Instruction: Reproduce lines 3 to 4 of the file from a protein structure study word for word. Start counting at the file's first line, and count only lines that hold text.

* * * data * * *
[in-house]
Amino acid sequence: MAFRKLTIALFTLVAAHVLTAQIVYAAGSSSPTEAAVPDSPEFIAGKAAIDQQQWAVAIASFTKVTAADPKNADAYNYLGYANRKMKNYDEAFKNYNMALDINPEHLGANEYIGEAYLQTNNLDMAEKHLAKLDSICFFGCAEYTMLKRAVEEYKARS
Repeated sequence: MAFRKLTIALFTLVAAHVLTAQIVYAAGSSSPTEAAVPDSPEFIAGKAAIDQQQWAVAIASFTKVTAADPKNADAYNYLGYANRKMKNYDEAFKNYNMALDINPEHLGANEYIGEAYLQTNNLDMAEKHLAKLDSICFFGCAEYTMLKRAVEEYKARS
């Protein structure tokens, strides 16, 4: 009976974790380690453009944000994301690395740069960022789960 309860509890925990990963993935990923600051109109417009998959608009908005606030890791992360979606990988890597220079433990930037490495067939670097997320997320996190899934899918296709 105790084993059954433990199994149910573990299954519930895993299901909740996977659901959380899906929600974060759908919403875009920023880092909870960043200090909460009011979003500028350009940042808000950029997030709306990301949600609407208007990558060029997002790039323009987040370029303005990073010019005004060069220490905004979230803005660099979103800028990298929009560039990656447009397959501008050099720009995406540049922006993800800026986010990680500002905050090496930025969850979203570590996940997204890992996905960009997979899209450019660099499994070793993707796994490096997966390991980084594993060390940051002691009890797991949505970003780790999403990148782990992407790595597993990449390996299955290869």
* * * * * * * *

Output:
Repeated sequence: MAFRKLTIALFTLVAAHVLTAQIVYAAGSSSPTEAAVPDSPEFIAGKAAIDQQQWAVAIASFTKVTAADPKNADAYNYLGYANRKMKNYDEAFKNYNMALDINPEHLGANEYIGEAYLQTNNLDMAEKHLAKLDSICFFGCAEYTMLKRAVEEYKARS
């Protein structure tokens, strides 16, 4: 009976974790380690453009944000994301690395740069960022789960 309860509890925990990963993935990923600051109109417009998959608009908005606030890791992360979606990988890597220079433990930037490495067939670097997320997320996190899934899918296709 105790084993059954433990199994149910573990299954519930895993299901909740996977659901959380899906929600974060759908919403875009920023880092909870960043200090909460009011979003500028350009940042808000950029997030709306990301949600609407208007990558060029997002790039323009987040370029303005990073010019005004060069220490905004979230803005660099979103800028990298929009560039990656447009397959501008050099720009995406540049922006993800800026986010990680500002905050090496930025969850979203570590996940997204890992996905960009997979899209450019660099499994070793993707796994490096997966390991980084594993060390940051002691009890797991949505970003780790999403990148782990992407790595597993990449390996299955290869």